“You are hereby notified that this establishment no longer desires to entertain you as its guest, and you are requested to leave at once. To remain after receipt of this notice is a misdemeanor under the laws of this state.”
If such guest has paid in advance, the establishment shall, at the time such notice is given, tender to such guest the unused portion of the advance payment; however, the establishment may withhold payment for each full day that the guest has been entertained at the establishment for any portion of the 24-hour period of such day.
(3) Any guest who remains or attempts to remain in any such establishment after being requested to leave is guilty of a misdemeanor of the second degree, punishable as provided in s. 775.082 or s. 775.083.
If they do not vacate after providing this notice, provide a copy of the notice you either posted and delivered to the sheriff and this statue entitles the sheriff to arrest them for a violation of the statute.See question
i rent a condo that is being foreclosed on because the owners defaulted on the mortgage. the hoa fees were not being paid by my landlord, this was unknown to me. now the hoa association wants to double my rent and tells me i must pay them not my l...
Section 718.3116(11), Florida Statutes provides a condo association (COA) the ability to demand a tenant who is leasing a unit to pay rent directly to the COA. This law is in place to protect COA in circumstances where a condo onwer is receiving rent from a tenant in a unit, but the assessments are not being paid. If the COA followed the proper notice procedures, it can avail itself to the Chapter 83, Florida Statutes concerning landlord/tenant law.
Once the COA is acting as a landlord, it can evict, and in some instances, charge double rent. However, just as the notice provisions under COA must be followed in order for a COA to act as landlord, the COA must also follow the certain notice requirements to evict under landlord/tenant law.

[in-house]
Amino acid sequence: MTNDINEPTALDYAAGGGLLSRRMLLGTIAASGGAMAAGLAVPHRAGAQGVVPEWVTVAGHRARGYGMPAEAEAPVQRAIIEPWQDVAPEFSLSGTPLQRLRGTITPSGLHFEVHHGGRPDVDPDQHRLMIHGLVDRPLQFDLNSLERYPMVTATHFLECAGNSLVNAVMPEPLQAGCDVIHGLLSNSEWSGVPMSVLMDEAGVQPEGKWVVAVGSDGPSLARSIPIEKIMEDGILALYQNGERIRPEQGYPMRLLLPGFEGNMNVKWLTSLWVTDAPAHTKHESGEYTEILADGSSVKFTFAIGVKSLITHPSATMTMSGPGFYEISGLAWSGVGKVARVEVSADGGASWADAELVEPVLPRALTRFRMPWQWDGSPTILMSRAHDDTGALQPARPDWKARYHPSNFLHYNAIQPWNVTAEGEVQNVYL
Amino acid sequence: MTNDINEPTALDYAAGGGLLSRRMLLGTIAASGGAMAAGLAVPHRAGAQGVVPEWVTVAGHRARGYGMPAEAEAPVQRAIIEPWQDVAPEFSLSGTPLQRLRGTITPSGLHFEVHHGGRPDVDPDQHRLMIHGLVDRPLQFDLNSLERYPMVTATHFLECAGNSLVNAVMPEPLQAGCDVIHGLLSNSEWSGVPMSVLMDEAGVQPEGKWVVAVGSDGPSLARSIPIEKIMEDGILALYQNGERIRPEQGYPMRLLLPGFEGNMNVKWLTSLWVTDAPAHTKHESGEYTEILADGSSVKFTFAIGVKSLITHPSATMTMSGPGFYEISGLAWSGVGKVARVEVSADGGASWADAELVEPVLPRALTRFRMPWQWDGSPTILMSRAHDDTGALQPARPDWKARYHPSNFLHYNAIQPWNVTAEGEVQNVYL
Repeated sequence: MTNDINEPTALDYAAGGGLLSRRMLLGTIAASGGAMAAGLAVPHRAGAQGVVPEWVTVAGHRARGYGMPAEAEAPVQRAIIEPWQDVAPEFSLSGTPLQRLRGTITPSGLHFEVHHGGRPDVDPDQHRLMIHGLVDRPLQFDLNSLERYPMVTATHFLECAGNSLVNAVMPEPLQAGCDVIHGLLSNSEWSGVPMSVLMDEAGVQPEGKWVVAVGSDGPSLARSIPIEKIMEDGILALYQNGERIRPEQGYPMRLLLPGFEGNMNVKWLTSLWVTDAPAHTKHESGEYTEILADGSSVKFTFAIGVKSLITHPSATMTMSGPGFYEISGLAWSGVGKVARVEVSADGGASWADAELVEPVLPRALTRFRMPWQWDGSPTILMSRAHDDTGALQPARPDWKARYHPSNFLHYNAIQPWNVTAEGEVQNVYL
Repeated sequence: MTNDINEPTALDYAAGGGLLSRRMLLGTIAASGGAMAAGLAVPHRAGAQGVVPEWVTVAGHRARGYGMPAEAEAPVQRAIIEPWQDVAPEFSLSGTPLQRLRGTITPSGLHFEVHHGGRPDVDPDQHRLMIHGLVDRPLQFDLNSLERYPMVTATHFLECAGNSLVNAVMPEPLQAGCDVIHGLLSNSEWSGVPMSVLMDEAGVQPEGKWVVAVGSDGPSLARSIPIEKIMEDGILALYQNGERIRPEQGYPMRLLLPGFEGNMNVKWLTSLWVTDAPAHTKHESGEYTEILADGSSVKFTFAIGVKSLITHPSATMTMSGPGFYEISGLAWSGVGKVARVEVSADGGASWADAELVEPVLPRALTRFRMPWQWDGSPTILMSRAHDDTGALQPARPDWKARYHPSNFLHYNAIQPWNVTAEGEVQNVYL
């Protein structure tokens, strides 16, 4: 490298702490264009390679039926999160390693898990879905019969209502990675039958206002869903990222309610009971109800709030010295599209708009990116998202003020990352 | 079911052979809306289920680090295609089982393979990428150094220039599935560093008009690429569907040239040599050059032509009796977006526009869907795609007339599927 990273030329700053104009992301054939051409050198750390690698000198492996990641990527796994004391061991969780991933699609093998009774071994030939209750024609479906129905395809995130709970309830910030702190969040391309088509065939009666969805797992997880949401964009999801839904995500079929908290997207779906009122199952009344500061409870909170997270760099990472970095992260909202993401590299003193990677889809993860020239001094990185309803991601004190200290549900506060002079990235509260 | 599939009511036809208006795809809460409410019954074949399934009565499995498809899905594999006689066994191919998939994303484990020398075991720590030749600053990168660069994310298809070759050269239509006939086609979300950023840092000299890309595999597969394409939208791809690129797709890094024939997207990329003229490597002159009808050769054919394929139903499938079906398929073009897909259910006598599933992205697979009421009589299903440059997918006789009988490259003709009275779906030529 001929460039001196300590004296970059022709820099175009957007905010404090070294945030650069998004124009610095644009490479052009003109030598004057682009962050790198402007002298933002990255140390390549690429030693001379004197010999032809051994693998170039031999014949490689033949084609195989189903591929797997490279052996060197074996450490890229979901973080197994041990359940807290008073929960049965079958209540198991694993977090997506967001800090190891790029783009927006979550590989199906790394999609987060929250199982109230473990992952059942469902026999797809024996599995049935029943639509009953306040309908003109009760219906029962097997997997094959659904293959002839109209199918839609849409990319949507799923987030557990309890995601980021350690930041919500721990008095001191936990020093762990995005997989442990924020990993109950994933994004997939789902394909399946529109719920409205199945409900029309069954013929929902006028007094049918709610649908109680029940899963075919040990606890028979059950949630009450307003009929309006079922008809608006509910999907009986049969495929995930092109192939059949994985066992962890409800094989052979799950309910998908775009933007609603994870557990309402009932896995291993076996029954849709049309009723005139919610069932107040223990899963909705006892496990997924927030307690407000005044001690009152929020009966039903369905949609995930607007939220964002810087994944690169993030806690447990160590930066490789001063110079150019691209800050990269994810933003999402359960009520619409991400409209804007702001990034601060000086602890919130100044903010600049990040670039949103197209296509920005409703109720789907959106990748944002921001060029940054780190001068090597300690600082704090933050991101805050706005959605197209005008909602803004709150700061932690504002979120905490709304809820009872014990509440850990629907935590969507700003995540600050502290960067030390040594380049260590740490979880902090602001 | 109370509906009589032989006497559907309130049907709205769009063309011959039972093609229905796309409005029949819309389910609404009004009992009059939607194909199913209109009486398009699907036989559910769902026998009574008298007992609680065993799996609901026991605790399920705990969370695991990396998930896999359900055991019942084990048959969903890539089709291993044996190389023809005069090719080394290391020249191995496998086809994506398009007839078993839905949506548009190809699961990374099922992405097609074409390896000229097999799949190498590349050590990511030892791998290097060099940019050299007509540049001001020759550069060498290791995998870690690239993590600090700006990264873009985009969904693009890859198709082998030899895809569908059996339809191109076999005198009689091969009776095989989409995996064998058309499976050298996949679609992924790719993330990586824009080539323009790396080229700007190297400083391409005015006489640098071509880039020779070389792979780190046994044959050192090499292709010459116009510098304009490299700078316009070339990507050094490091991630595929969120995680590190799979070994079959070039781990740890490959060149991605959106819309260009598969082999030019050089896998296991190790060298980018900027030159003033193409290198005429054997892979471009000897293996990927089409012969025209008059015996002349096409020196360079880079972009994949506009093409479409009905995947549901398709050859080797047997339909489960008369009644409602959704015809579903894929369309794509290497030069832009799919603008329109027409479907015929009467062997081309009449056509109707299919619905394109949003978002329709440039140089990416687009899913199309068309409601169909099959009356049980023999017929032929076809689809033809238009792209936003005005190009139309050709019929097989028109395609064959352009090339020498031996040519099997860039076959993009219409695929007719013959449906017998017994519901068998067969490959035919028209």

You will likely need an experienced association attorney to help you determine whether the COA is acting properly. However, generally speaking, both COA's and HOA's have the ability to act as landlords and evict for non-payment of rent provided that the circumstances justify such a scenario and the COA or HOA took the appropriate notification measures.See question
HUD is telling me that it has no jurisdiction after I had filed a complaint against my landlord. I have a section 8 Housing Choice voucher and I live in a single family home/private landlord. If the landlord retaliates against me after knowing tha...
From the facts you present, your specific issue is unclear. What is the basis of the alleged discrimination? What did the HUD Complaint say? Often times homeowners' associations have certain restrictions on whether a property may be leased. More information would help provide a better response.See question